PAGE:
• Kyodo


A new international boarding school aims to foster the next generation of global leaders in a unique setting.

The International School of Asia, Karuizawa opened its three-year boarding program on Sunday, on a campus in the resort town of Karuizawa, Nagano Prefecture.

Of the inaugural group of 49 first-year students starting classes on Monday, 18 are from Japan and the rest hail from 14 countries around the world. This diverse student body and the fully residential nature of the school make it unique in Japan, ISAK’s founder and board Chairman Lin Kobayashi said at the opening ceremony Sunday.

The students will be well prepared to attend top universities anywhere in the world, as well as in Japan, Kobayashi said.

Culturally competent young people are in demand in Japan, with the creation of “global human resources” dominating recent discussion of how to revitalize the economy and prevent the country from being left behind in an ever-globalizing world.

Education minister Hakubun Shimomura, attending the opening ceremony, said the school is the perfect place to foster the government’s goals of globalizing the education on offer in Japan. “I hope this school can go down in history as a place that nurtures those people who change the world and contribute to humanity,” Shimomura said. The Education, Culture, Sports, Science and Technology Ministry, which aims to increase the number of exchange students studying in Japan, has earmarked support for “Super Global High Schools” and “Super Global Universities” around the country which have global outlooks and special programs.

“This school serves as an ideal symbol of what we are trying to do,” Shimomura said.

ISAK’s classes are all in English, while Japanese language is a mandatory subject. In addition to a conventional education towards the International Baccalaureate Diploma, students will also receive training in leadership skills, design innovation and cultural competency.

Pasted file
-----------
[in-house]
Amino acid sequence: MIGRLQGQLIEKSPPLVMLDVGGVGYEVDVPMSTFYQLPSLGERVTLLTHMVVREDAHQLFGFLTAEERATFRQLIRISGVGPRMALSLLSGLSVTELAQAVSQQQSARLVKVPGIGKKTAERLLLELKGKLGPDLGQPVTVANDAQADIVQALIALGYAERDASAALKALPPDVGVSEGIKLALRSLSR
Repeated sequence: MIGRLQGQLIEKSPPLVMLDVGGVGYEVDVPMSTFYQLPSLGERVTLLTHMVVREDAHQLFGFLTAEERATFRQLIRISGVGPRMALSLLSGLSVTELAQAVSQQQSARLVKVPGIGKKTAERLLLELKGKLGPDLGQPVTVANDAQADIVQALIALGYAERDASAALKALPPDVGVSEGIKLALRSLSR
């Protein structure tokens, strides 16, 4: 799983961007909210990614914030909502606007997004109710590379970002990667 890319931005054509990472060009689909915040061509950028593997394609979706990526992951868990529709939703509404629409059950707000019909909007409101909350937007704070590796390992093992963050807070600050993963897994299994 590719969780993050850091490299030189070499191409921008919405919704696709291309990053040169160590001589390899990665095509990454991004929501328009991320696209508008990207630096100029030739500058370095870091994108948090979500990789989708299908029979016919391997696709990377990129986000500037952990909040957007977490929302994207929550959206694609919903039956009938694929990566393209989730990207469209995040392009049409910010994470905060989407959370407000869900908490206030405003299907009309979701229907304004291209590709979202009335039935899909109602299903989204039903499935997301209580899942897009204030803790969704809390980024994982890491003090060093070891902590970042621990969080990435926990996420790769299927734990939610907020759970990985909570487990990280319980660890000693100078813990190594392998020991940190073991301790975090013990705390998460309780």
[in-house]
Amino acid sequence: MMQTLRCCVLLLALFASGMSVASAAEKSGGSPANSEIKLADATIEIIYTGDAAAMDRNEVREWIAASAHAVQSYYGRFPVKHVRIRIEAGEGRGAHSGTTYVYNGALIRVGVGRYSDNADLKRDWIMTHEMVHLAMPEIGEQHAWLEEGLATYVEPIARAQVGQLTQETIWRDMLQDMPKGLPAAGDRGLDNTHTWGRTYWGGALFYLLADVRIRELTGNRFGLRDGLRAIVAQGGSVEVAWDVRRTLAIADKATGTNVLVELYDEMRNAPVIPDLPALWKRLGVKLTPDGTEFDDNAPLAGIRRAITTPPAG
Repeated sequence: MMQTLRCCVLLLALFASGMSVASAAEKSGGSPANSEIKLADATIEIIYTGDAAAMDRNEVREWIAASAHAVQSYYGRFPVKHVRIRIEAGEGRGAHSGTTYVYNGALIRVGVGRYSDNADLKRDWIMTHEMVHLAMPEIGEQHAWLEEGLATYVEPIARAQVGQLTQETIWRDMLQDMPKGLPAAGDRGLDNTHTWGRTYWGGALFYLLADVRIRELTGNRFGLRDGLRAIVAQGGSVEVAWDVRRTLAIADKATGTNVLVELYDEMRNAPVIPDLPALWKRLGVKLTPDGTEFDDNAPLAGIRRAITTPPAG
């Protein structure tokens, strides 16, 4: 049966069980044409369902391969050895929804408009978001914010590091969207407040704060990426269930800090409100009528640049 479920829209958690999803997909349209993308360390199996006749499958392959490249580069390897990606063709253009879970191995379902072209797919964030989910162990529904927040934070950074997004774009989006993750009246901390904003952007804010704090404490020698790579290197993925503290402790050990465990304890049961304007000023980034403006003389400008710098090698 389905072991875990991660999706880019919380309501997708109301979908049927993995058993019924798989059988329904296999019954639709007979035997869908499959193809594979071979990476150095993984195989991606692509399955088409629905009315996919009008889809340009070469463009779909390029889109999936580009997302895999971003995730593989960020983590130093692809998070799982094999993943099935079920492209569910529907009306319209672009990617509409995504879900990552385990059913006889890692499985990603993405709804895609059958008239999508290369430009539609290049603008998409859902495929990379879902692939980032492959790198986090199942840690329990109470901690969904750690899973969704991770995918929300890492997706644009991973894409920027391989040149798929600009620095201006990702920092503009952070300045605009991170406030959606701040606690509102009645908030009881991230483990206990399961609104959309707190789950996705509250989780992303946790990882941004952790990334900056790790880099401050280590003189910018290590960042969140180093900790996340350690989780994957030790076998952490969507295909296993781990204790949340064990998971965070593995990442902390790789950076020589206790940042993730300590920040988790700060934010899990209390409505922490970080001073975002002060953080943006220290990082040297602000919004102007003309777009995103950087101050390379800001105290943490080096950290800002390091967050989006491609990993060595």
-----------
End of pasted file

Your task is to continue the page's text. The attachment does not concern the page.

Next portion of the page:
The school focuses on leadership as a skill to be learned, rather than an inherent trait, Kobayashi said.

“Through our program of ‘Leadership by Design’, we can foster leaders who will add new value to society,” she said.

Fully residential high schools, a fixture of elite education in the United States and Britain, are extremely rare in Japan.

These benefits come at a price — annual tuition costs ¥3.5 million, of which ¥1 million is the cost of accommodation. But with support from a range of donors, the school offers scholarships to roughly half of its students, with 56 percent of this year’s students receiving full or partial scholarships.

“Through living together with people who differ not only in nationality, but also in social and economic backgrounds, we can foster students who both welcome diversity and make the best of it,” Kobayashi said.

The idea for the school came from the success of a 10-day summer school program which has been running in Karuizawa since 2010. About a third of the new students are alumni of the summer school, while some learned about the school on Facebook.

As with the summer school, ISAK’s boarding students will sleep two or four to a room, eat each meal together, and participate in extra-curricular activities in Nagano Prefecture and elsewhere in Japan.

Nagano Gov. Shuichi Abe said at the opening ceremony his prefecture will continue to support the school.

“I’m honored that the leaders of the world in 10 or 20 years’ time will be able to call Karuizawa their second home,” Abe said.

ISAK will take on a new class of around 50 first-year students each year, to have all three years of the curriculum running by 2016.

Online applications for 2015’s intake start in October.

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